In part the story feels like Tomino’s response to the success of Gundam Unicorn, with a young man drawn into the role of a Gundam pilot by a mysterious woman and forced to take a whistle stop tour of the world. It really is the sandbox of Reconguista that Tomino has created that is the most engaging part, which makes it a shame the toys within are less engaging. Unicorn as an influence feels likely to me because elements of that story get emulated here but then fizzle out with no real conclusion. Seemingly out of nowhere you get successes like Manny, a girl in Bellri’s group of friends who independently chooses to improve herself in response to the developing situation. It’s especially welcome as even modern, younger Gundam directors often still struggle to move their female cast beyond ‘cute support character’ or piloting anything that doesn’t look like it was designed for Barbie. The show certainly has no shortage of at least quirky characters but ones I find difficult to discuss in a critical review.
Mecha designs take a fresh new direction, breaking free of certain stale trends. Although they retain some UC influence the designs here are far more organic within an aesthetic to showcase their usage of photon power (primarily so the model kit line could utilise various clear plastics). The main Gundam, the G-Self, and its siblings buck trends and settle for a look which suggests they’re inspired by more by ancient legends of the white mobile suits than hard data. Tomino has played with this notion since F91 and it’s become a meta joke in the franchise, so it’s nice to see it used here to offer original designs. The same can be said for the non-Gundam units. My favourite is the Grimoire used by the pirates, with its spherical cockpit and seeming inspiration from the Scopedog of Votoms fame. Maybe that’s cheating when talking about originality but I’ll take it over the billionth Zaku wannabe (which its successor essentially is). The G-Self takes advantage of SEED style backpack upgrades, starting with a flight pack and adopting others along the way. The technology that allows this is a subtle metaphor for the themes of the story though the packs themselves are generally one hit wonders. The overall design style of the show is sketch-like, looking like classic Japanese paintings and prints. It’s an apt style for a director who has made no secret of his distaste of modern anime design trends, with the rich and diverse colours dazzling on this Blu-ray transfer.
The only audio option is Japanese. A number of famous and respected talents fill the cast, though then-newcomer Mark Ishii portrays Bellri. This might help him as he gives a distinct performance that feels very much in line with the show’s eccentric DNA, while the more established cast mildly sound like they’re chafing against the script.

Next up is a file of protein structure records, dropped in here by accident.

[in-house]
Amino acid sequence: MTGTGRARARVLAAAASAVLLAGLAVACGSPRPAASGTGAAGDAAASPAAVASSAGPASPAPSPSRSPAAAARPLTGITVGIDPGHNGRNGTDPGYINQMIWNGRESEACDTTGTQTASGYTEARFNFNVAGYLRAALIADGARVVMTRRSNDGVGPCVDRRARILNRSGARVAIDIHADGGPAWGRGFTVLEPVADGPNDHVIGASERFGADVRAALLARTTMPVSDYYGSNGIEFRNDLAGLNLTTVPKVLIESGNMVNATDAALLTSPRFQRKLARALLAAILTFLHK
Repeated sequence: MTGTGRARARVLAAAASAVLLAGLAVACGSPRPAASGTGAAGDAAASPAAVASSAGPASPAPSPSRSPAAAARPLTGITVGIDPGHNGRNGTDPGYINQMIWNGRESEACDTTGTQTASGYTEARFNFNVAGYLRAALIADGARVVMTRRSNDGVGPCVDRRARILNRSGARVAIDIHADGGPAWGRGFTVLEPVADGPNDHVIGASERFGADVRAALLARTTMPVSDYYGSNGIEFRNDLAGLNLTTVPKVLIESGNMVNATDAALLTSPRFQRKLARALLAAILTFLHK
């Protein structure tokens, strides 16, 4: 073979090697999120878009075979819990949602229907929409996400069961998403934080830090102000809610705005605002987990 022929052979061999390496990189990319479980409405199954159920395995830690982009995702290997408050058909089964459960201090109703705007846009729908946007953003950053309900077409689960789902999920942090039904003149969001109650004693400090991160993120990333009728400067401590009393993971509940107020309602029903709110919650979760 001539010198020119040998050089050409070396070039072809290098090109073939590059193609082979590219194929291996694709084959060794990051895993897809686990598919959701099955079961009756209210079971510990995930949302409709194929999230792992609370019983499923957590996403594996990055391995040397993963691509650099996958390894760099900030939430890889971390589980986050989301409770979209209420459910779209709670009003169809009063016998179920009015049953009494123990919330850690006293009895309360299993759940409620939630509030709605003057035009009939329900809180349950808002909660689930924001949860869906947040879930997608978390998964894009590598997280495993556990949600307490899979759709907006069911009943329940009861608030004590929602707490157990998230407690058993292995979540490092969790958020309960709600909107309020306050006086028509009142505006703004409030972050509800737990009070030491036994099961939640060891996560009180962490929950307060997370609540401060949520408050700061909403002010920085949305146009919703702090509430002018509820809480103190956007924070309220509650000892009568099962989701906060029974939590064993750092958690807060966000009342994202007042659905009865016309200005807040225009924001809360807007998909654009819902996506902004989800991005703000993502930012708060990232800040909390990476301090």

The only on-disc extras can be found on the last of three discs and amount to clean OP and ED animations and a collection of the eye catches. Sadly only the second OP is represented. For whatever reason, both of the show’s OPs mainly use clips from the show, so while pleasant enough they don’t stand out compared to others. The ED is firmly original, if admittedly limited, animation and fits the comedic tone of the series. This is also reflected in the eyecatches which depict individual characters dancing. In terms of physical extras you’ll receive another art box and nine high quality art cards. With Japan favouring multiple volumes for initial home media release, a lot of great cover art could have gone to waste so Anime Limited have wisely opted to represent it all via these art cards. Even then, some of it makes the transition due to the two Blu-ray cases featuring reversible sleeves. The choices for these make a bit more continuity sense than the ones seen on their release of the original series, seemingly due to this being an outright licensed title vs other Gundam shows being a partnership. The art box uses the well-known promotional art of Bellri, Aida, and the G-Self in space which we ourselves have frequently used as an article splash.
The UK release of Gundam has regrettably stalled this year, so I feel a little awkward saying I can’t give Reconguista a complete recommendation. While the show has its charm I feel it fails in its mission of being a gateway for new fans, requiring a familiarity with Tomino’s quirks and failings to get comfortable with. The show looks great and this is a high-quality home media release, but it asks a lot from audiences and doesn’t necessarily pay it back. Long term Gundam fans will probably accept it but newer audiences are probably best trying the original or one of the multitudes of other Gundams available to view on YouTube/Crunchyroll/Daisuki first. At the same time, this whimsical Gundam tale might be perfectly timed given the hellish ride the past year has been.
Gundam Reconguista in G is available to purchase on Blu-ray from Amazon UK.